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House Ag Committee passes their version of 2012 Farm Bill

by Mike Connealy on 07.12.2012

The US House of Representatives Committee on Agriculture (HAC) worked from sunrise to sunset and after on July 11th to hammer out their version of the 2012 Farm Bill. MC watched this process on CSPAN for about 10 hours during the day and into the wee hours of the morning on July 12th. Ultimately, the HAC passed their version with a bi-partisan vote of 35-11. The bill now awaits action by the full House depending on scheduling issues and other election year politics. Assuming it passes the full House, there exist differences with the recently passed US Senate version that would need to be ironed out in a Conference Committee.

A few observations from watching this marathon on CSPAN which included dozens of amendments on mostly germane issues to the Farm Bill:

  1. Republican HAC Chairman Frank Lucas from Oklahoma did an excellent job of “herding cats” through the amendment process. His leadership was noteworthy.
  2. Democrat Ranking Member of HAC, Collin Peterson from Minnesota was extremely helpful in getting the finished product over the various hurdles.
  3. Bi-partisan vote counts were common. It was the exception instead of the rule when amendment votes split along party lines. Actual “reaching across the aisle” for middle ground was visible yesterday in HAC. Often amendments had both a Republican sponsor and a Democrat sponsor.
  4. Thoughtful remarks came from nearly all members at one point or another. Thinking back MC recalls being impressed with several members including but not limited to Cardoza of California, King of Iowa, McIntyre of North Carolina, Conaway of Texas, Schrader of Oregon, Walz of Minnesota, Noem of South Dakota, Stutzman of Indiana. While not necessarily in agreement with whatever their position might have been, it was obvious that they knew what they were talking about and were engaged in the subject matter.
  5. Crop insurance came through with no material changes. Farmers asked the HAC to leave crop insurance alone and this is exactly how it was handled by the leadership team of Lucas and Peterson.
  6. Due to the diversity of crops and regions that this HAC bill and the Senate version have to navigate, there appears to be an inclination to provide farmers with various options for risk management in addition to conventional crop insurance. These options will need to be decided upon if and when they reach a Conference Report, but the momentum appears positive for a favorable outcome.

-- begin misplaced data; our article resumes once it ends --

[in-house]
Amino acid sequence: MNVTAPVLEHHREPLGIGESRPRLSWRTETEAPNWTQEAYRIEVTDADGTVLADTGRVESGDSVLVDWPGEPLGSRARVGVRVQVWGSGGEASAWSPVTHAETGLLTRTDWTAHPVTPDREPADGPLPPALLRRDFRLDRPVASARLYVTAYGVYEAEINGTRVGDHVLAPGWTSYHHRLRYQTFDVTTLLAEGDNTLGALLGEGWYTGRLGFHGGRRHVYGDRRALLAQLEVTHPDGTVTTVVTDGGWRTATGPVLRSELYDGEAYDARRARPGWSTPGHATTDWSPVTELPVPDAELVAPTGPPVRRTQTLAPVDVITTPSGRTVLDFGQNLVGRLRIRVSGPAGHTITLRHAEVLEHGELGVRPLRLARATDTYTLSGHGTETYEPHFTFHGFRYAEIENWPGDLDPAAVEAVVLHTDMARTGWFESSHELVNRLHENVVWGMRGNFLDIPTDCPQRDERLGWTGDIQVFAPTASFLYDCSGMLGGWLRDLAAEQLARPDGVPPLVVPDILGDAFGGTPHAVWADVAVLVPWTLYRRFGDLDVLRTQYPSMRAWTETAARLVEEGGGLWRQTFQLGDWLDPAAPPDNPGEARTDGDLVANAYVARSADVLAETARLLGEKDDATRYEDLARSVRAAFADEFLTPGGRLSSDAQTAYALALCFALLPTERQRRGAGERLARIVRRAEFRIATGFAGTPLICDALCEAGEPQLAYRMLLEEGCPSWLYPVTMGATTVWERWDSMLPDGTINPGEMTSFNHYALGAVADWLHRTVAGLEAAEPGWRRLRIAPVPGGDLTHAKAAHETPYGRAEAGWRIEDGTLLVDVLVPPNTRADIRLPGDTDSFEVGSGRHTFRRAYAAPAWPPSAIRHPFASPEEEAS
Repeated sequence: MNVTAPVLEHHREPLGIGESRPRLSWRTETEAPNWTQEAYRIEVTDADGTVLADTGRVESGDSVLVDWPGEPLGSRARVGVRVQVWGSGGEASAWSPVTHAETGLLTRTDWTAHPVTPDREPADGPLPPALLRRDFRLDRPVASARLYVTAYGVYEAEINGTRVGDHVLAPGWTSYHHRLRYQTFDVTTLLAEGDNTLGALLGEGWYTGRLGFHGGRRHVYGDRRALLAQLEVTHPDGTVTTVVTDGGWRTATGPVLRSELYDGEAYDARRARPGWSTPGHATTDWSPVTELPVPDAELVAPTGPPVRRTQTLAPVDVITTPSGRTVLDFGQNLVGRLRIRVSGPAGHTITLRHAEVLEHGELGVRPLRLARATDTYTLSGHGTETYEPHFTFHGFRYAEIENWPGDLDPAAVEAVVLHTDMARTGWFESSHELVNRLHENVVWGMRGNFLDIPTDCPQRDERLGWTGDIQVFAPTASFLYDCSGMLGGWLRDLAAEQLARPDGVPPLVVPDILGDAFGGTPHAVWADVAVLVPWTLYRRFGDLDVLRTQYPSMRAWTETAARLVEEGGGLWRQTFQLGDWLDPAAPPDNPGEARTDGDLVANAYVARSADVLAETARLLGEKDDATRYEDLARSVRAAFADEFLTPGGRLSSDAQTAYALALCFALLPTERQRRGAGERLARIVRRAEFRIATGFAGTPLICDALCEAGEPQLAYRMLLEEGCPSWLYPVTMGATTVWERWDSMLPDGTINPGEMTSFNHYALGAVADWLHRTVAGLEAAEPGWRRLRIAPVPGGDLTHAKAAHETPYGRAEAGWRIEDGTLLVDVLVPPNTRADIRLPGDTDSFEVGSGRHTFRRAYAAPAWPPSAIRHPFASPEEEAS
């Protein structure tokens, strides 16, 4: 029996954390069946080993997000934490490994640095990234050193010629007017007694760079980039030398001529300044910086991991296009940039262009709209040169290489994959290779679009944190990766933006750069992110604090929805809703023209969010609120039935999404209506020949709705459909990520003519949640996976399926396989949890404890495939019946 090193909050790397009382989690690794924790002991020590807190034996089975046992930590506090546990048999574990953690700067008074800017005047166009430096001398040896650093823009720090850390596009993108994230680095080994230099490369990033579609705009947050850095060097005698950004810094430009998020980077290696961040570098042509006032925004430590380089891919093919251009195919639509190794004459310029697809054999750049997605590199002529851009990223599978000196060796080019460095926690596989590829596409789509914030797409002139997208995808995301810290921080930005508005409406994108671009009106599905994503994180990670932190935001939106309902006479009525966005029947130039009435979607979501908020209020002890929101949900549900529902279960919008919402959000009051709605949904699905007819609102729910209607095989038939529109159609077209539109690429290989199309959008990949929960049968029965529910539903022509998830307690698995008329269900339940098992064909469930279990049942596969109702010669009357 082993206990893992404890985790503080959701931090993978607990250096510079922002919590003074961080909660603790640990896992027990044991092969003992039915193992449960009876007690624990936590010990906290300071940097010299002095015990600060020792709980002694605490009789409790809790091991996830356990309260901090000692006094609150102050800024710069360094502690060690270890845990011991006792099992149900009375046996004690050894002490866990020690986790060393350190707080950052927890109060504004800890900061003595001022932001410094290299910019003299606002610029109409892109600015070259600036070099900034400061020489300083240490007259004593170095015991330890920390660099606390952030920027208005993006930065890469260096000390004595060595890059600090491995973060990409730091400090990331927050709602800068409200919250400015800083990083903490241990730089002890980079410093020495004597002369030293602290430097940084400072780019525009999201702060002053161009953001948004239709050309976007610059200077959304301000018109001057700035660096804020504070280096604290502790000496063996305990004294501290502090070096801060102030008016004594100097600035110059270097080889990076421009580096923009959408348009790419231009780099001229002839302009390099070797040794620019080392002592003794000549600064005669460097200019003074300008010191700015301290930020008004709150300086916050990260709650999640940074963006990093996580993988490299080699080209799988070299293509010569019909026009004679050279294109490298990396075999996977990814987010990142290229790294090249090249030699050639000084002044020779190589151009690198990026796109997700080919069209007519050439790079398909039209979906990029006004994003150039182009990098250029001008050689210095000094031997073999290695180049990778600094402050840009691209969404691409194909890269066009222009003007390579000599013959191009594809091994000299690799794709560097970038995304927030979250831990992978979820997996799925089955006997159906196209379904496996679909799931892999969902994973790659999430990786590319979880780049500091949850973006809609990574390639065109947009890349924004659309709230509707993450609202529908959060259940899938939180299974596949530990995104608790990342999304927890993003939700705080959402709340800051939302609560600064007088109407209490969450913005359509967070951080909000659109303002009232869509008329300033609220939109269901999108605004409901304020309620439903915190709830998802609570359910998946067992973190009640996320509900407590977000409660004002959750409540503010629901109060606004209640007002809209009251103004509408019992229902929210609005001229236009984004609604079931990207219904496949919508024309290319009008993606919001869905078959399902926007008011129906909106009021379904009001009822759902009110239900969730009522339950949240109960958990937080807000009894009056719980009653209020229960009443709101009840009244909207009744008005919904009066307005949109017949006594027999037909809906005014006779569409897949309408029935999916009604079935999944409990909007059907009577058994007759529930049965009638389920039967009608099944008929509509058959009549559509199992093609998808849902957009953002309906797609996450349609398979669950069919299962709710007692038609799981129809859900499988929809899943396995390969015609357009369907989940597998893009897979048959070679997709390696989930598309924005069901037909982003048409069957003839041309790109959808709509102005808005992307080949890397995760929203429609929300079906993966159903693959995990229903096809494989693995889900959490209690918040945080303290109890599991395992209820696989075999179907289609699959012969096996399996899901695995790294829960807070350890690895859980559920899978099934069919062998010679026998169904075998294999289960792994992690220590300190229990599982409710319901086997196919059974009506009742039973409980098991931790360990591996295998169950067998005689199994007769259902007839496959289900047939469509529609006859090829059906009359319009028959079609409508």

Reaction from the press has been generally positive from actual farm country. Some urban news reports focused on the so called “cuts” to SNAP (food stamps). The dialogue within the HAC was animated on both sides of this issue. The fact is that SNAP spending is again going up in the HAC passed Farm Bill, it is just not going up as fast as the Obama Administration had requested. This results in a “cut” according to Washington DC accounting practices. SNAP spending still goes up about 3% year over year for 2013 in this proposal. Direct payments and ACRE programs were cut by 100% (as in eliminated forever) / this strikes me as more like a cut than a 3% increase. No doubt the EWG crowd will take great umbrage that their “wing nut” positions were cast aside by the HAC leadership. This would be another sign that a very good Farm Bill has been put forward.

In closing, below is a link from the USDA on Secretary Vilsack’s reaction to the HAC effort. In his prepared press release, the Secretary was not supportive of the HAC passed bill. His agenda, on behalf of the Obama Administration, has been opposed to crop insurance and supportive of SNAP. There is no other way to spin it, in my opinion, if given the chance this Secretary of Agriculture would take money enough away to cripple private sector delivery and reroute the $$ to food stamps. We can only hope that thoughtful members of Congress manage to support people that need nutrition assistance via SNAP while at the same time maintaining a healthy crop insurance program for farmers via local agents and approved insurance providers.



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